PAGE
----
So, Mr. Farage, next time you talk about disgrace, and seek to denigrate doctors like me, wash your mouth out and wind your neck in.

Because patients are vulnerable – so incredibly vulnerable. And if you really were a man of the people, as opposed to the racist demagogue you are, you would show some goddamn humility about the human cost of what you’ve done. 

And incidentally, @Nigel_Farage, if you want to debate the facts pertaining to Brexit and the NHS, please invite me onto your show to do so, rather than making ad hominem attacks on my profession. @LBC”

Dr. Clarke is an NHS Palliative Care doctor, author of the Times best seller ‘Your life in my hands‘, TEDx speaker and prolific NHS activist. You can follow her on Twitter.

We have approached Mr. Farage for comment but are yet to receive a response.


£200 million NHS training budget could be lost to the private sector

Around a third of NHS trusts are paying apprentices just £3.90 per hour – the statutory minimum rate.



NHS hospital corridor

Money paid by NHS trusts is now being “clawed back by the government”.

More than £200m is lying unused by cash-strapped health trusts in England because of restrictions in the Government’s apprenticeship levy scheme.

The restrictions mean that money from the levy can only be used to fund training costs and not salaries – meaning already cash-strapped organisations are unable to recruit additional staff.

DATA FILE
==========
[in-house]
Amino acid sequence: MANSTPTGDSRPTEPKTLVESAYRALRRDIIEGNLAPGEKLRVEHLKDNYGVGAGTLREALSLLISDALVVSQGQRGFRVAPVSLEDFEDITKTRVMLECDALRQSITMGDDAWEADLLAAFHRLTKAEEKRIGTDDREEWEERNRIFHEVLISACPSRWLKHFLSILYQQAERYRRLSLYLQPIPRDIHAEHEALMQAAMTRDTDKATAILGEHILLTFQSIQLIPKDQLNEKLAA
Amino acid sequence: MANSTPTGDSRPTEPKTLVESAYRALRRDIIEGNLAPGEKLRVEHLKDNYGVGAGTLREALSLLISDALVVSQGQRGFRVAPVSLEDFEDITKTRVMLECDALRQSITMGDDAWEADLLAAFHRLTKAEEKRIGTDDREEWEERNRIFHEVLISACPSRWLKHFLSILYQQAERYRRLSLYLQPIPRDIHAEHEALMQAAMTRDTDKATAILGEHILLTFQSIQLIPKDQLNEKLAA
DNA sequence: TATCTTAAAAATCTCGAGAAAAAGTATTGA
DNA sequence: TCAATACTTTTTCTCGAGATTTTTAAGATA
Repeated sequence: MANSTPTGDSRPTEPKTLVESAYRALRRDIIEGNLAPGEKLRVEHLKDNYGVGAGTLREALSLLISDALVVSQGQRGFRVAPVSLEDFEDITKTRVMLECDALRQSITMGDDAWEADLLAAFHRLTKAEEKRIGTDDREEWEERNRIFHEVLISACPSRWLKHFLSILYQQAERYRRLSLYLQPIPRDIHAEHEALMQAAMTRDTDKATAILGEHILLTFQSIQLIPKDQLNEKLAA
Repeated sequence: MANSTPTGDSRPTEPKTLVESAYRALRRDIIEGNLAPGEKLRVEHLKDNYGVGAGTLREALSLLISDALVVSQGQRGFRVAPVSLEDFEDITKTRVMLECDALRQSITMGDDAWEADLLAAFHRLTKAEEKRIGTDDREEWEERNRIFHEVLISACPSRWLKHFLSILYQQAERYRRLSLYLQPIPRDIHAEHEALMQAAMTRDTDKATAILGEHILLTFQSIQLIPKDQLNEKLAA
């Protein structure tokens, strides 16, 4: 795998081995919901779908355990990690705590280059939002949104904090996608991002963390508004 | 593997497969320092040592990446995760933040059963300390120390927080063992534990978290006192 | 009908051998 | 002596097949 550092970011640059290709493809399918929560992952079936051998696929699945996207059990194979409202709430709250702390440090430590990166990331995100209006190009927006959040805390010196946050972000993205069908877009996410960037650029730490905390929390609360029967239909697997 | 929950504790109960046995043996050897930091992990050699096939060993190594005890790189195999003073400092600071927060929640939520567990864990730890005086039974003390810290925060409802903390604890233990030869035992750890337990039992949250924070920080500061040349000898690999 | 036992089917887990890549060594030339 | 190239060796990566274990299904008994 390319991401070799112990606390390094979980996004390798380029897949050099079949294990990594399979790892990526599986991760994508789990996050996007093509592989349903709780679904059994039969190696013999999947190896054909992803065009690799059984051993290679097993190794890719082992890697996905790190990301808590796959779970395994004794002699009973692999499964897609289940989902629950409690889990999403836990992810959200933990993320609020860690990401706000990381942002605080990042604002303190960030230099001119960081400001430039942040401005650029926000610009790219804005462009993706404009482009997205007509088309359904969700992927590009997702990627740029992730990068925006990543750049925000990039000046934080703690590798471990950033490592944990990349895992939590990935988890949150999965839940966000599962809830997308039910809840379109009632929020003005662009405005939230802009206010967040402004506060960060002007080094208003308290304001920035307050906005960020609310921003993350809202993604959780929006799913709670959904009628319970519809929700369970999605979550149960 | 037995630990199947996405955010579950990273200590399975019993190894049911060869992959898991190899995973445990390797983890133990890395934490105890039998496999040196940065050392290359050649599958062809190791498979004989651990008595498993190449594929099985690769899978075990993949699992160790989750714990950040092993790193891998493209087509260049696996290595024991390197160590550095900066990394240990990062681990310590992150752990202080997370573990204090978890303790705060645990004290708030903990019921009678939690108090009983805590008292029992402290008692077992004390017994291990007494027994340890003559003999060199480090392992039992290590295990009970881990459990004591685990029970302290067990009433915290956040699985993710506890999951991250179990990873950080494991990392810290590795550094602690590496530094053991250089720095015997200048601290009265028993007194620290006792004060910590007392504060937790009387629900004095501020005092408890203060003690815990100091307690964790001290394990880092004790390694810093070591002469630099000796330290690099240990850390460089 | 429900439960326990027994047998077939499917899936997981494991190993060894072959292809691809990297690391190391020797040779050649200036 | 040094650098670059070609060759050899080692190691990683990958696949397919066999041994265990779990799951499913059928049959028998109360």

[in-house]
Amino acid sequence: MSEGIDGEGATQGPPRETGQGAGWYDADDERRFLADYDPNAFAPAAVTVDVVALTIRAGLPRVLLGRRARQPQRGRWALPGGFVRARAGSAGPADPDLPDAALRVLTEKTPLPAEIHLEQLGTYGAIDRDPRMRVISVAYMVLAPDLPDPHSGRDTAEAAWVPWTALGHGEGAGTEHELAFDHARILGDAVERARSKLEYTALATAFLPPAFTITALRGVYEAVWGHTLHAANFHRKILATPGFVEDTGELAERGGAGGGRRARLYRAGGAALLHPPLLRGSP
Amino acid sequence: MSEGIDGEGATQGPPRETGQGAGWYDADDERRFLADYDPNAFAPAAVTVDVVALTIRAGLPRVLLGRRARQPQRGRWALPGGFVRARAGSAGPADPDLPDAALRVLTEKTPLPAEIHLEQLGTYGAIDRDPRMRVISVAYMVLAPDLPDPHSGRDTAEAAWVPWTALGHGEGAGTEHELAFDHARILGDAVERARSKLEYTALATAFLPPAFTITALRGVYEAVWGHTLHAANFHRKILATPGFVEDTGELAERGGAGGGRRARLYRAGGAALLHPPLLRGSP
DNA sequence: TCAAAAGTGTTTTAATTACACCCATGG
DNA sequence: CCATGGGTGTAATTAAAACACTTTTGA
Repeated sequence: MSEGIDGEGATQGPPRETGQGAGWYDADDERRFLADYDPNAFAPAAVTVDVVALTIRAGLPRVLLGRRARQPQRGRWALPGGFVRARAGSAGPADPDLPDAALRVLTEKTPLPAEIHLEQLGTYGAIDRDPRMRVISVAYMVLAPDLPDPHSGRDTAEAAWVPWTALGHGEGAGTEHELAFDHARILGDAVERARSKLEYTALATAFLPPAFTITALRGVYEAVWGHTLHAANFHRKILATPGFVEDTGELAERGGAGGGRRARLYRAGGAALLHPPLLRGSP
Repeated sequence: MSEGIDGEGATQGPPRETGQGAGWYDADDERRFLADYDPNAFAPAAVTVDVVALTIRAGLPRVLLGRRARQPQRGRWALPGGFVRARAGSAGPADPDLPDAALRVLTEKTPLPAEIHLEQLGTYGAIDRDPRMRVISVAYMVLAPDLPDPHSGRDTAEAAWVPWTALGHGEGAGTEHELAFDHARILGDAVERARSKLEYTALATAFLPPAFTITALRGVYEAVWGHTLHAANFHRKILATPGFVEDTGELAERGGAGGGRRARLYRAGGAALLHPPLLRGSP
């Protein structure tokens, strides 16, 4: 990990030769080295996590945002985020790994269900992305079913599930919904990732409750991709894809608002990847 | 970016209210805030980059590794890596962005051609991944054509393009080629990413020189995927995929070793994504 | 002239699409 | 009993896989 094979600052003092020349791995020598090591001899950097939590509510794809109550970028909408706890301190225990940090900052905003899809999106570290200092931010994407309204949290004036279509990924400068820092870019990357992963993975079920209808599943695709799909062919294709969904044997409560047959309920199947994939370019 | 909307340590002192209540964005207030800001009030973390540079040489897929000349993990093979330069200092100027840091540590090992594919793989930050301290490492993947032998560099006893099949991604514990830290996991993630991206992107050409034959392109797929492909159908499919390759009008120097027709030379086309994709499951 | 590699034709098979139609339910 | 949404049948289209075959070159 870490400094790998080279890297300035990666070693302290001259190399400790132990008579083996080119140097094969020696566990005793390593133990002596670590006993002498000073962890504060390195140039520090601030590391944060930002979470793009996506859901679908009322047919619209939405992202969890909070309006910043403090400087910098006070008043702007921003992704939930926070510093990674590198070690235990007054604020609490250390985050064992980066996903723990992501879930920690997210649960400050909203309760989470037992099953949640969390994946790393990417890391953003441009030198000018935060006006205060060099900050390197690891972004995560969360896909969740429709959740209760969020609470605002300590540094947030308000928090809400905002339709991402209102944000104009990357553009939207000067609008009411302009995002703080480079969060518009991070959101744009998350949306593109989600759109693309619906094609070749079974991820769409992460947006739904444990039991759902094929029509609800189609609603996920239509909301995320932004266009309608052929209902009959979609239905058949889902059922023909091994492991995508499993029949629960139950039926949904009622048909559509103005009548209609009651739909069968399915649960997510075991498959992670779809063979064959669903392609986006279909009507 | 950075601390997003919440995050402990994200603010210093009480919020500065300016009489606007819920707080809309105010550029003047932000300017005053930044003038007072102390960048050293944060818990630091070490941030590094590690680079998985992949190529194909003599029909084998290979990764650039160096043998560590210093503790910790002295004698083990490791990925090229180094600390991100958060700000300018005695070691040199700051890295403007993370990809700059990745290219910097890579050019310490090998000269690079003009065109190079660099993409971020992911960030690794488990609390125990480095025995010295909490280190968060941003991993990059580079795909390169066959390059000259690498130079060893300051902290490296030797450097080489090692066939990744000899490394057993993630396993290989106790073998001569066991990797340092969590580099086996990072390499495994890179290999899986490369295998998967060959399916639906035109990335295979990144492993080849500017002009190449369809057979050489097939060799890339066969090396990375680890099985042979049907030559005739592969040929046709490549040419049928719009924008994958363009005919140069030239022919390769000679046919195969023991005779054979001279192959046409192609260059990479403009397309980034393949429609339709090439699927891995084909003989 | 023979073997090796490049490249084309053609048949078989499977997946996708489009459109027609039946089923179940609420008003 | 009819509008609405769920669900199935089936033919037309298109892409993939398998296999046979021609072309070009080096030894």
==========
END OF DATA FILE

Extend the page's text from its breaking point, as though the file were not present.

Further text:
Around a third of NHS trusts are paying apprentices just £3.90 per hour – the statutory minimum rate.

According to the UNISON report, It Doesn’t Add Up, 79% of the levy money is yet to be used and warns that if this trend continues substantial NHS funding will be lost.

Levy money not spent after two years is reallocated to a central Government pot and used to subsidise apprenticeships for smaller employers – who don’t have to pay into the levy. This means cash from NHS budgets being diverted into the private sector.

Millions sat idle while there are 100,000 vacancies.

UNISON is now calling for the Government to change the rules so levy funding can also be spent on apprentice salaries and the wages of staff employed to cover for apprentices when they are training.

They have also suggested that the money could be used to fund a new extensive apprenticeship programme across the entire NHS for nursing and all the other health professions experiencing shortages.